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Mob Turncoat Breaks Vow Of Silence

The seeds for betrayal were sown in a secret induction ceremony on Christmas Eve 1988, when close friends John A. "Junior" Gotti and Michael "Mikey Scars" DiLeonardo swore to uphold the mob's code of silence.

Gotti's infamous father, the Dapper Don, wasn't there because he "did not want to show he's forcing his family into the life," recalled DiLeonardo. "It was a class act."

He offered that description and others about the inner workings of the Gambino crime family last week in federal court amid the Mafia equivalent of a messy divorce.

DiLeonardo, 50, broke his vow to the Gambinos by pleading guilty in 2003 and agreeing to testify against the younger Gotti at a racketeering trial. During four days on the witness stand, the admitted killer and government's star witness told jurors about Gotti's alleged crimes — including a botched kidnapping of radio show host Curtis Sliwa — and about his torment over becoming a turncoat.

"John was very, very good to me," DiLeonardo said in one of several odes to the family scion. "I love John."

By his own account, DiLeonardo was to the 41-year-old Gotti what the most notorious Gambino cooperator, Salvatore "Sammy the Bull" Gravano, had been to Gotti's father: his confidant, his enforcer and, possibly, his undoing. The elder Gotti died in prison in 2002 after Gravano's testimony helped put him away a decade earlier.

The grandson of a gangster, DiLeonardo testified that he committed three murders and "extorted everybody I could" while rising through the Gambino ranks. Not all his lessons were learned on the street: He said he twice read "The Prince" by Niccolo Machiavelli.

DiLeonardo said he eventually became a captain charged with collecting kickbacks from the construction industry, with millions of dollars going to Gotti. As a member of a council that assumed control of the family after his father was jailed in 1992, Gotti "had it coming," but was quick to share the wealth, DiLeonardo said.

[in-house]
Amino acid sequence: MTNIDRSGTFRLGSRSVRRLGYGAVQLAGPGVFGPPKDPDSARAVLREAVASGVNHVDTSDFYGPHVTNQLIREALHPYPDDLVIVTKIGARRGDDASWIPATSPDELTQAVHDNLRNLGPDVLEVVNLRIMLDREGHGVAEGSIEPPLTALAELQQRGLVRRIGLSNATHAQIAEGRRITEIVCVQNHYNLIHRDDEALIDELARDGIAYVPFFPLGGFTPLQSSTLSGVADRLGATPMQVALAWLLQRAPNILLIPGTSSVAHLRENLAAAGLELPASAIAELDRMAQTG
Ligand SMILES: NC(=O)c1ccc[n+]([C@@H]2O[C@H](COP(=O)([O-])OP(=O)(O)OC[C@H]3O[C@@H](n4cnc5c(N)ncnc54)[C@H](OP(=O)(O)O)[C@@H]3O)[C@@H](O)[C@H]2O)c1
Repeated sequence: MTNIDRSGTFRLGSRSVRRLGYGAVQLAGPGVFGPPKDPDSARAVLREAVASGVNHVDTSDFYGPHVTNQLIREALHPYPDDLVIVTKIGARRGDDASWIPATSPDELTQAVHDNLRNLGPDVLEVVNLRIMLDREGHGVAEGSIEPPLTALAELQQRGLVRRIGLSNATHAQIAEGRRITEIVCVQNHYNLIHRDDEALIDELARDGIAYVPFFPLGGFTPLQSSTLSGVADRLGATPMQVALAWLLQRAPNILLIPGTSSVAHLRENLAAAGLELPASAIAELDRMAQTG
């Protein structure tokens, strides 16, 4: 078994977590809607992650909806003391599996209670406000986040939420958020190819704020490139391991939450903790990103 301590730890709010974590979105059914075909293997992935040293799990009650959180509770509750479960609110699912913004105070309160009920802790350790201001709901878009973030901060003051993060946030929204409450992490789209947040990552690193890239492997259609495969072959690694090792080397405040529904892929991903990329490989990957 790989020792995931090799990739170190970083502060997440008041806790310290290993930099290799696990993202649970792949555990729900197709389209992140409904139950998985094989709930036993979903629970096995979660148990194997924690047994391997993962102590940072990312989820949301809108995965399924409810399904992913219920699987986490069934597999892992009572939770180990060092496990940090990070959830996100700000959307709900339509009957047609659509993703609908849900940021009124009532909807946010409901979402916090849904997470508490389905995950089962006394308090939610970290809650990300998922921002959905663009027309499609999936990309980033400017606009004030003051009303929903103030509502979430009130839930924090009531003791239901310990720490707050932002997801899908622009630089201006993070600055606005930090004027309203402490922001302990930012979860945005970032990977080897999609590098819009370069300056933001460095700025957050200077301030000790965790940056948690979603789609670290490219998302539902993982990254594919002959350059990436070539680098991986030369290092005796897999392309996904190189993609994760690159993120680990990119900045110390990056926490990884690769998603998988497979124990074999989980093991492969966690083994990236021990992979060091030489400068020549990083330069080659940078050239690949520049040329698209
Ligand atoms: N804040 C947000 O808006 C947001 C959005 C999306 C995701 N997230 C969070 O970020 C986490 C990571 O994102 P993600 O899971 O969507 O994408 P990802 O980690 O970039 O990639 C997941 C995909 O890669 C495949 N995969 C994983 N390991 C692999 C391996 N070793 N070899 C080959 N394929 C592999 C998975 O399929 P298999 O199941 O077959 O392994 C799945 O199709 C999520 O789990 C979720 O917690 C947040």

"His gifts were greater than my gifts," he said. "I couldn't keep up with him."


DiLeonardo made enough money himself to build a multimillion-dollar home that featured a fence crowned with gargoyles "to keep away evil," he said. The income also helped support children he had both with his wife and girlfriend — not an unusual burden, he said, given the "social structure" of the mob.

"We don't really socialize with our wives," he explained. "When we go out and commiserate, we don't take our wives to mix among gangsters and killers — we take our girls. ... You're an oddball if you didn't do it."

DiLeonardo testified that Sliwa was targeted in June 1992 after Gotti grew tired of hearing the rant radio personality and founder of the Guardian Angels crime-fighting group bash his father on the air.

"You guys are going to have to do a piece of work for the family," DiLeonardo quoted Gotti as saying at a meeting with his crew.

The witness said Gotti ordered a "severe hospital beating." Instead Sliwa was shot during a struggle in a stolen cab; he survived, and testified last week against Gotti.

With Gotti in prison on a 1999 racketeering conviction, DiLeonardo was arrested and jailed in 2002. He was soon shocked to learn the Gambinos cut off his income and stripped him of his rank as captain.

"They made me a nonentity ... and, above all, broke my heart," he said.

He eventually agreed to cooperate. But he testified that once he pleaded guilty and was released into the witness protection program, he became so distraught by the thought of betraying his "brother John" that he tried to kill himself by overdosing on sleeping pills.

"John and I had a special bond in this life, and I always said I'd have undying loyalty to that man," he said. "I love that guy."

DiLeonardo emerged as a key witness last year in a case charging Gotti's uncle with being the acting boss of the Gambinos and with ordering a failed hit on Gravano; the uncle was convicted in 2004 and sentenced last month to 25 years in prison.

While awaiting Gotti's trial, DiLeonardo said, he anxiously scanned newspaper and Web sites for news about his old friend and partner in organized crime.

"I has hoping John Jr. may have flipped and I wouldn't have to take the stand," he said. "I was rooting for him to flip."

By Tom Hays

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